A Lost Experience: Kids in Nature

KIDS

A Lost Experience: Kids in Nature

By Emily Davidson and Melissa Moran

What did you do for fun as a child? Climbed trees, chased fireflies, fished? How about rode bikes, played outdoors with neighborhood friends, or went to a nearby park for a pickup game or sport?

Ask today’s youth what they do for fun, and the answer is quite different. The current generation of young people are playing video games, sending texts, and posting on social media. Some are passionate about a sport, to which they may dedicate numerous hours each week. Most of these activities are done indoors.

The risk of nearsightedness is reduced when children play outside more

Many kids stay inside because of the weather or from fear of a mosquito, spider or snake, or (insert the name of your most dreaded creature).

The outdoor and nature-based activities of prior generations provided adventure, fun, and entertainment for youth. Like the dinosaurs, are outdoor activities becoming extinct?

KIDSScientists are studying nature’s effects on people and measuring some of the amazing things that we may have experienced or know intuitively. Being in nature helps adults reduce hypertension and depression. Kids who live on a farm and are exposed to soil and domestic animals are less likely to have asthma than urban children. The risk of nearsightedness is reduced when children play outside more. Playing in gardens or natural areas contributes positively to learning and development, aiding cooperation skills, and reducing conflict among children.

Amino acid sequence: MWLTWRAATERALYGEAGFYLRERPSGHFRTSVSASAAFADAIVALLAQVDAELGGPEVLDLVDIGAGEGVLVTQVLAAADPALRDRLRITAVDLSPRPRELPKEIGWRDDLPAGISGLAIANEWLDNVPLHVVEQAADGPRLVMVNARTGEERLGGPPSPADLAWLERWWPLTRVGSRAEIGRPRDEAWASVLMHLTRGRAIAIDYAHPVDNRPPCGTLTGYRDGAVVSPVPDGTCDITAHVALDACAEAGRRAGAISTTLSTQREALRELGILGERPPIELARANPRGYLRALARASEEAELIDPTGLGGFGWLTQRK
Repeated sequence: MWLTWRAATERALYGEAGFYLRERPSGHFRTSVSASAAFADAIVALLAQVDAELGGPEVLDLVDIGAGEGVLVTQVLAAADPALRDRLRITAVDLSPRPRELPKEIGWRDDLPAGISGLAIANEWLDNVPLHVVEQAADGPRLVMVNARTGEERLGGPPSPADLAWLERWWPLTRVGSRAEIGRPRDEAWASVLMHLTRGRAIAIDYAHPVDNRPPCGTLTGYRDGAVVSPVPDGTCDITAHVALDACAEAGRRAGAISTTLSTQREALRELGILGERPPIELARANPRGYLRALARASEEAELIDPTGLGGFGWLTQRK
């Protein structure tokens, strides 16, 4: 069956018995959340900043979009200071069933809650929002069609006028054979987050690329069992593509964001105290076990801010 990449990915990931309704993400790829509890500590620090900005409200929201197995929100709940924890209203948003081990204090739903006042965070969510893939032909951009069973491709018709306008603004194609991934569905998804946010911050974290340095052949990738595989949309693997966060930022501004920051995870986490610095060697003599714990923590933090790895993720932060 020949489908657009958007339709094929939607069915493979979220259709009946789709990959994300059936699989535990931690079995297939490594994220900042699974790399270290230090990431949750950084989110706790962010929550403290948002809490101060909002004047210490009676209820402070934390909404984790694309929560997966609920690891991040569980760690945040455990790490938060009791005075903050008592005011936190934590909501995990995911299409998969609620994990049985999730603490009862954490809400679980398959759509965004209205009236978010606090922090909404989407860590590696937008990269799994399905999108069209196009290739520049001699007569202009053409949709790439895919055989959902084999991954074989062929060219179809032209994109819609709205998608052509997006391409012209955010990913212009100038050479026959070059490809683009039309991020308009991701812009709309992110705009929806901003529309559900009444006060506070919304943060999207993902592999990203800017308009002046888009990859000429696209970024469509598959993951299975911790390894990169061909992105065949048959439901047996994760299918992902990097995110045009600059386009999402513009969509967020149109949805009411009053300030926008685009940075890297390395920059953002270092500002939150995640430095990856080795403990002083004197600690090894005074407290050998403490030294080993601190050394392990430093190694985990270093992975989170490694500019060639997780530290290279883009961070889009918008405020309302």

Connecting to nature helps improve the health and well-being of children, their families, and their communities.

We at The Nature Conservancy want to encourage childhood time exploring nature and to avoid the possibility that time in nature could become an “extinct” childhood experience.

Will you join us in this endeavor? Will you take your children, your grandchildren, and their children outside? It’s up to us who understand and appreciate the benefits of nature to a child, we are their only hope.

ABOUT THE AUTHORS:

KIDSEmily Davidson is the Education and Outreach Coordinator for the Indiana Chapter of The Nature Conservancy, a global organization that is committed to protecting natural areas.

 

KIDSMelissa Moran is the Director of Community Programs for the Indiana Chapter. Both she and Emily reach out to communities across Indiana to encourage outdoor play and to reconnect children to nature through the Children of Indiana Nature Park.

 

 

 

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